As I’ve written about before for Open Our Eyes, a couple of years ago, I was diagnosed with Generalized Anxiety Disorder. I was put on a medication that helps the anxiety considerably, but doesn’t stop me from thinking the things that made me nervous in the first place. The doctor told me that the best thing I could do was go out, meet a boy (or girl, she added as an afterthought), and try to live a normal life. Maybe I could find some things to take my mind off of the things that frightened me.
I met a boy seven months ago, and we are together but apart. Being an entire ocean away from your boyfriend has its perks, I hate to say. I never have to shave if I don’t want to, and I don’t lose my prized alone time. I can come and go as I please. The complete freedom of not having to impress anyone when I go out is liberating. I frequently go to the bar with friends in a hoodie and yoga pants. What do I care? The only guy I want to dress up for is 4,000 miles away for the next three months. So what if I binge watch Twin Peaks and eat Nutella straight out of the jar? Pity for these behaviors is reserved for single girls. I have a boyfriend, he just isn’t here at the moment.
While the perks are alright, they by no means outweigh the downside; the crippling loneliness, the overwhelming need for just one cuddle session. Skype calls are a far cry from actually being able to touch him. Two months out of the year, all together, I can actually smack him when he’s being an idiot, make him breakfast, and dance in my kitchen to Queen with him.
When my mind starts to wander, I start to wonder if maybe I’m holding him with me out of selfishness. I am quite selfish, really. I never shared my toys as a kid, and I hated sharing my friends as a teenager. I am scared, scared that I am forcing him to sacrifice his happiness for mine. He says “forever” and I hear “I’m miserable, let me go”. He has never given me a reason not to trust him. He reassures me over and over that I am the one he wants, always, and that the distance is just a temporary barrier. I can see us overcoming the distance. I cannot see us overcoming my insecurities. I fear that the distance won’t have time to do us in because me, panicking because he told a female friend happy birthday, will do it long before.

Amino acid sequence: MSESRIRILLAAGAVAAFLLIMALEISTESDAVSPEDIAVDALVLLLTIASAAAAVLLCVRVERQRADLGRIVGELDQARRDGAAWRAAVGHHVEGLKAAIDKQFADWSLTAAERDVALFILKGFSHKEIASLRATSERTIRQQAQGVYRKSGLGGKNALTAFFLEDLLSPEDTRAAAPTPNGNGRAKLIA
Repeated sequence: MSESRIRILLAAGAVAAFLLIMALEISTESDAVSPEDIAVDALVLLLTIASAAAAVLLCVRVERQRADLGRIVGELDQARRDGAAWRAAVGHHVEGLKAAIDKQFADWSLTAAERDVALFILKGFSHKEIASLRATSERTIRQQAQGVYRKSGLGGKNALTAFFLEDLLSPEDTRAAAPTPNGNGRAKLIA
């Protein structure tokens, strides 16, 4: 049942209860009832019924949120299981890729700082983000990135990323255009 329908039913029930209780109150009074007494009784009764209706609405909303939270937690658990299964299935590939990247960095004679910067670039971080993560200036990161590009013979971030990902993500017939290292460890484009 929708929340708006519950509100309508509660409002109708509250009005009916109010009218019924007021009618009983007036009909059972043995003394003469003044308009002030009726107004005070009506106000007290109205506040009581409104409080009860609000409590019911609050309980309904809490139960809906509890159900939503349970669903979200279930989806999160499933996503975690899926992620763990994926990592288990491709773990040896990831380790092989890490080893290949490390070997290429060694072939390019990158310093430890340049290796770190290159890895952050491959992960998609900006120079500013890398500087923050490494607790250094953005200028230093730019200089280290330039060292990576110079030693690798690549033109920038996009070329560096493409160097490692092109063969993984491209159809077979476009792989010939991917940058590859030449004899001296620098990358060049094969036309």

How do you know if someone is settling? How do you tell them, possibly for the thousandth time, “you can go, I’ll be okay”, without them thinking you want them to go? How do you just “go with the flow” when you’re horrified the flow with carry them away from you? How do you stop yourself from being a wreck, especially when they’re trying their hardest to keep you from falling apart? How long before they abandon their post, exhausted, and walk away from you? How do you make your brain function properly?
When I started this piece, back in July, I had no idea how to answer those questions, and sometimes I still don’t. My answer, the one hard to remember on the bad days when I can hear the door slamming and him walking out of my life for good, is this: you’ve got to tell yourself to shut up. Sometimes that involves loudly singing Death Cab For Cutie at 1 AM. Sometimes it’s just reading until your brain stops being a total jerk. Sometimes it’s dancing. Be braver than the voice in your head telling you that you’re going to fail, that he will leave, that there’s a line of women at his door. Be strong enough to silence it, even just for a moment. Stop thinking about the future and start remembering all the good things he’s done. This can be applied for any situation, really. If you’re worried about a test or a transatlantic flight, just dance. Just tell yourself– scream it if you have to– that you are okay. Eventually, it will be true, even if for just for a second.